We are so honored that Angela, author of the new book, Balanced and Barefoot, took the time to answer a few questions for us about the importance of getting kids moving and playing outside and about her experience in a non-traditional practice setting as an OT.
Q&A With Angela Hanscom
1 || How did Timbernook and Balanced and Barefoot become your passion and life’s work? Why is the mission of expanding opportunities for unrestricted outdoor play for kids so near and dear to your heart?
TimberNook was really an experiment. I thought it was going to be just for a summer — a fun experience for my children and the children around us. Only, what I had created was something that was unique since my background was not traditional of a nature or forest program. I’m a pediatric occupational therapist. We aren’t typically found in the woods, but in clinics, schools, homes, or hospitals. That in itself was very different.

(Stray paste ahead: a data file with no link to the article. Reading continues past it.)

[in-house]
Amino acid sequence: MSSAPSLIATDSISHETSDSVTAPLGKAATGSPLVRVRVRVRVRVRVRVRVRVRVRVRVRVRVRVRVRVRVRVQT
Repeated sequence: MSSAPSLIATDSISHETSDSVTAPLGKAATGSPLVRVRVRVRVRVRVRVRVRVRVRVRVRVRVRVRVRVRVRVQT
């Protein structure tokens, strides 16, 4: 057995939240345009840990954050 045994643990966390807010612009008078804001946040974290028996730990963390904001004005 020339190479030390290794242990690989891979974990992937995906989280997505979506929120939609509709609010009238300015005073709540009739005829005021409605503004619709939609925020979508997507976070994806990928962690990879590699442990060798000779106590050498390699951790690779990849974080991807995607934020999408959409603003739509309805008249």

Unrestricted outdoor play, where children are free to move as nature intended, is essential for the growing child. Children need to be allowed to run through the woods, walk on moss-covered logs barefoot, swing high into the air, jump from rock to rock in a bubbling brook, and dig moats in the mud.
All of these things develop strong muscles and engage the senses — setting the child up for healthy sensory and motor development.
2 || Most pediatric therapists work in schools, clinics, or hospitals – all indoor settings. What advice would you give to a therapist who is interested in expanding his or her treatment sessions beyond the walls of a traditional practice setting?
The more I’ve observed children playing outdoors in natural settings, the more I’ve realized that nature is truly the “ultimate sensory experience.” We don’t need to spend $300 on a plastic “sensory” balance beam, when we can step outdoors and have children walk on a moss-covered log for free.